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Interpreting High-Resolution Spectroscopy of Exoplanets Using Cross-Correlations and Supervised Machine Learning

Status Report From: arXiv.org e-Print archive
Posted: Monday, October 28, 2019

Chloe Fisher, H. Jens Hoeijmakers, Daniel Kitzmann, Pablo Márquez-Neila, Simon L. Grimm, Raphael Sznitman, Kevin Heng

(Submitted on 25 Oct 2019)

We present a new method for performing atmospheric retrieval on ground-based, high-resolution data of exoplanets. Our method combines cross-correlation functions with a random forest, a supervised machine learning technique, to overcome challenges associated with high-resolution data. A series of cross-correlation functions are concatenated to give a "CCF-sequence" for each model atmosphere, which reduces the dimensionality by a factor of ~100. The random forest, trained on our grid of ~65,000 models, provides a likelihood-free method of retrieval. The pre-computed grid spans 31 values of both temperature and metallicity, and incorporates a realistic noise model. We apply our method to HARPS-N observations of the ultra-hot Jupiter KELT-9b, and obtain a metallicity consistent with solar (logM = −0.2±0.2). Our retrieved transit chord temperature (T = 6000+0−200K) is unreliable as the ion cross-correlations lie outside of the training set, which we interpret as being indicative of missing physics in our atmospheric model. We compare our method to traditional nested-sampling, as well as other machine learning techniques, such as Bayesian neural networks. We demonstrate that the likelihood-free aspect of the random forest makes it more robust than nested-sampling to different error distributions, and that the Bayesian neural network we tested is unable to reproduce complex posteriors. We also address the claim in Cobb et al. (2019) that our random forest retrieval technique can be over-confident but incorrect. We show that this is an artefact of the training set, rather than the machine learning method, and that the posteriors agree with those obtained using nested-sampling.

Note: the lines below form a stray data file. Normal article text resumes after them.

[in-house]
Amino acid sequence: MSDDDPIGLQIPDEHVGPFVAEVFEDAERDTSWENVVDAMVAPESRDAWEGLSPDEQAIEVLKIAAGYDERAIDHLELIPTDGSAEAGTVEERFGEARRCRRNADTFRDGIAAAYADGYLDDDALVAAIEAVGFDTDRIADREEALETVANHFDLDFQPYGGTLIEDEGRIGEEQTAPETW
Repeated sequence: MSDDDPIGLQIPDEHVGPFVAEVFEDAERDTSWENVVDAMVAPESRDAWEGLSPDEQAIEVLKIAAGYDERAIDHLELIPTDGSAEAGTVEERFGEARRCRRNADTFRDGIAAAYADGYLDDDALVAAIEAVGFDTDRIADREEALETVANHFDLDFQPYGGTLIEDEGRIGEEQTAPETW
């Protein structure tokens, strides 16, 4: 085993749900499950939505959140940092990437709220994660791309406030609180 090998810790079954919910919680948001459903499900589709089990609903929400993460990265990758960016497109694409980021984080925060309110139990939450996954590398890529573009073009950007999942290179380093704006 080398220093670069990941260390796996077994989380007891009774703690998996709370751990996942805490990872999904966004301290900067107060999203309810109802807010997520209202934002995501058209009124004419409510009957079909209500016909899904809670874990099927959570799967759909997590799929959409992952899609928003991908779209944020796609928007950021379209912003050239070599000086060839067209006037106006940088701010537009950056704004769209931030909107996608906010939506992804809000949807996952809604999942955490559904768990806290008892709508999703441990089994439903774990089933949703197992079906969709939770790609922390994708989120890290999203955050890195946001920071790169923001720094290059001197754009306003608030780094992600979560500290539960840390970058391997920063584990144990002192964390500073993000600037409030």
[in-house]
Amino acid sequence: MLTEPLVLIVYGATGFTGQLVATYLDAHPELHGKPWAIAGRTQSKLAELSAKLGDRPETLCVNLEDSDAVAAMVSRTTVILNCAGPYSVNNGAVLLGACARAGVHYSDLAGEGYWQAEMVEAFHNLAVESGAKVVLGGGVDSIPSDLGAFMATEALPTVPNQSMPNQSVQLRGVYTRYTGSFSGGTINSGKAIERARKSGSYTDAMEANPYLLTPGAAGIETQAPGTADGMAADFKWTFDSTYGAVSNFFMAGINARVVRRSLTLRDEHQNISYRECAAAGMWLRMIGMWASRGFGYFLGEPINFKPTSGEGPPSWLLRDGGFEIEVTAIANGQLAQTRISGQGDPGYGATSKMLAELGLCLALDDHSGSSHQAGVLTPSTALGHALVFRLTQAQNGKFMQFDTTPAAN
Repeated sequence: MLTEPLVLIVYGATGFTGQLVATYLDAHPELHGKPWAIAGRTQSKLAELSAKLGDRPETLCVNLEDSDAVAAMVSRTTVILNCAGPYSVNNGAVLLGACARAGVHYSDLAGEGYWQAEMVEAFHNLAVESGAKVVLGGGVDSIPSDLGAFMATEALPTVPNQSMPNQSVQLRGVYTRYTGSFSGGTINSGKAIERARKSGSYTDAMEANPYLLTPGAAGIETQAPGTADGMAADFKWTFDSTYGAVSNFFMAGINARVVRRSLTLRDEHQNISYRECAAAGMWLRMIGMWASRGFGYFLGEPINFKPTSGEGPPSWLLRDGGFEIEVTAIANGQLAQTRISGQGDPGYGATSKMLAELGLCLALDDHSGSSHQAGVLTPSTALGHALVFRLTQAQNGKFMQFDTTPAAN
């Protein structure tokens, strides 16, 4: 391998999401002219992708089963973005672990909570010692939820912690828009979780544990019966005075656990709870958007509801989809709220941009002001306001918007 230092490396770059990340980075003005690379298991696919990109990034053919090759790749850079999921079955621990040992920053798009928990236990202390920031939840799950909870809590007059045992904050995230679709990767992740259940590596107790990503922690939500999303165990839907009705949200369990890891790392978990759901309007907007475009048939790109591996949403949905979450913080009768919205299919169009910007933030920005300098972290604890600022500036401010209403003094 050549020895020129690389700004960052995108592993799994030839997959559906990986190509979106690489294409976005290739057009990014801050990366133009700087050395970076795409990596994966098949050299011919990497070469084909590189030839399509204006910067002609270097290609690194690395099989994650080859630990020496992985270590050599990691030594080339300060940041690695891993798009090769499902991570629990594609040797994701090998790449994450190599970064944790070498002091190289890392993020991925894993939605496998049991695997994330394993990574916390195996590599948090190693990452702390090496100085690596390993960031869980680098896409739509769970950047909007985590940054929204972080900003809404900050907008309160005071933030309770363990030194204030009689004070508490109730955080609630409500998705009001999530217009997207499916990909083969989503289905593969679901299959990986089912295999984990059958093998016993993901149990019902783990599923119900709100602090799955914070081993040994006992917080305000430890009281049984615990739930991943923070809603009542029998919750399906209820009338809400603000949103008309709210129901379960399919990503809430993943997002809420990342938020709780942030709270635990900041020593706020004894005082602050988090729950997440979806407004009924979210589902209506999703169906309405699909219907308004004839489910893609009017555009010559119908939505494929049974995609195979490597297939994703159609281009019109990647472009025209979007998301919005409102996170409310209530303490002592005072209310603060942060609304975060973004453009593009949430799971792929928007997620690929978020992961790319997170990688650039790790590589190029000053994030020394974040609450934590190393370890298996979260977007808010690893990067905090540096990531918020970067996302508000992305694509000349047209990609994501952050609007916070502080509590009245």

Comments: 15 pages, 18 figures

Subjects: Earth and Planetary Astrophysics (astro-ph.EP)

Cite as: arXiv:1910.11627 [astro-ph.EP] (or arXiv:1910.11627v1 [astro-ph.EP] for this version)

Submission history

From: Chloe Fisher 

[v1] Fri, 25 Oct 2019 11:30:26 UTC (5,405 KB)

https://arxiv.org/abs/1910.11627

Astrobiology, Astronomy


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